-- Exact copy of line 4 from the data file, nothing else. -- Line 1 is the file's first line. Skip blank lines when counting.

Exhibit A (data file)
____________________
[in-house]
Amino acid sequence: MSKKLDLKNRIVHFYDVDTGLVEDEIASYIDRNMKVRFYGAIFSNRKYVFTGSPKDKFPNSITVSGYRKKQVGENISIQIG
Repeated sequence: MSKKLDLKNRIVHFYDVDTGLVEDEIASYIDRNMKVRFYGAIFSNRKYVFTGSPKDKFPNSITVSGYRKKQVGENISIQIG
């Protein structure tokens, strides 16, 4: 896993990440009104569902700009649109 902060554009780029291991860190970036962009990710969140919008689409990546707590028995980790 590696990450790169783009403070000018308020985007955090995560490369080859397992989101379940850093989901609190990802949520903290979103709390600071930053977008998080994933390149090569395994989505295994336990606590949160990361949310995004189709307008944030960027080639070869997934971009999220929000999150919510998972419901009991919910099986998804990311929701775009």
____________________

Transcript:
């Protein structure tokens, strides 16, 4: 896993990440009104569902700009649109 902060554009780029291991860190970036962009990710969140919008689409990546707590028995980790 590696990450790169783009403070000018308020985007955090995560490369080859397992989101379940850093989901609190990802949520903290979103709390600071930053977008998080994933390149090569395994989505295994336990606590949160990361949310995004189709307008944030960027080639070869997934971009999220929000999150919510998972419901009991919910099986998804990311929701775009």